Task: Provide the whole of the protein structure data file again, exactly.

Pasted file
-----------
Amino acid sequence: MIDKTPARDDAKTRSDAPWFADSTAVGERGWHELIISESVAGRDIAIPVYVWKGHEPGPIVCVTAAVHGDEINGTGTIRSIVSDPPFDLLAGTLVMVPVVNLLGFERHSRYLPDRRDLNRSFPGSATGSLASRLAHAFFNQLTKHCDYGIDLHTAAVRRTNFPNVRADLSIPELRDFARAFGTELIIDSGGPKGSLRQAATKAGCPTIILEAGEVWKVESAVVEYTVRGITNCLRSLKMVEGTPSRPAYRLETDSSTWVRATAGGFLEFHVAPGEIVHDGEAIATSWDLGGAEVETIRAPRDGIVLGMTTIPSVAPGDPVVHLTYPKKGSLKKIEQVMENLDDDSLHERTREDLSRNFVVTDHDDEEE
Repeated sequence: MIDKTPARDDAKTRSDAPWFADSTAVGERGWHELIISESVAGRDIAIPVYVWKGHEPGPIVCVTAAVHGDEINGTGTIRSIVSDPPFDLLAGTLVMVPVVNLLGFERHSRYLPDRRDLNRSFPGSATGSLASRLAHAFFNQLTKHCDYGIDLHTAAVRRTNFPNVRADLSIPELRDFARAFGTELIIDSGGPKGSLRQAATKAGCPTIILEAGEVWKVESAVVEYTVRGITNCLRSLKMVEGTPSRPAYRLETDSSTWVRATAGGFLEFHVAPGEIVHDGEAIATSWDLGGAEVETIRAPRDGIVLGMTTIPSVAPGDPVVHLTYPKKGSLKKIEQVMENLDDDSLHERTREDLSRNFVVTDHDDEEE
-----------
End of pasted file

Amino acid sequence: MIDKTPARDDAKTRSDAPWFADSTAVGERGWHELIISESVAGRDIAIPVYVWKGHEPGPIVCVTAAVHGDEINGTGTIRSIVSDPPFDLLAGTLVMVPVVNLLGFERHSRYLPDRRDLNRSFPGSATGSLASRLAHAFFNQLTKHCDYGIDLHTAAVRRTNFPNVRADLSIPELRDFARAFGTELIIDSGGPKGSLRQAATKAGCPTIILEAGEVWKVESAVVEYTVRGITNCLRSLKMVEGTPSRPAYRLETDSSTWVRATAGGFLEFHVAPGEIVHDGEAIATSWDLGGAEVETIRAPRDGIVLGMTTIPSVAPGDPVVHLTYPKKGSLKKIEQVMENLDDDSLHERTREDLSRNFVVTDHDDEEE
Repeated sequence: MIDKTPARDDAKTRSDAPWFADSTAVGERGWHELIISESVAGRDIAIPVYVWKGHEPGPIVCVTAAVHGDEINGTGTIRSIVSDPPFDLLAGTLVMVPVVNLLGFERHSRYLPDRRDLNRSFPGSATGSLASRLAHAFFNQLTKHCDYGIDLHTAAVRRTNFPNVRADLSIPELRDFARAFGTELIIDSGGPKGSLRQAATKAGCPTIILEAGEVWKVESAVVEYTVRGITNCLRSLKMVEGTPSRPAYRLETDSSTWVRATAGGFLEFHVAPGEIVHDGEAIATSWDLGGAEVETIRAPRDGIVLGMTTIPSVAPGDPVVHLTYPKKGSLKKIEQVMENLDDDSLHERTREDLSRNFVVTDHDDEEE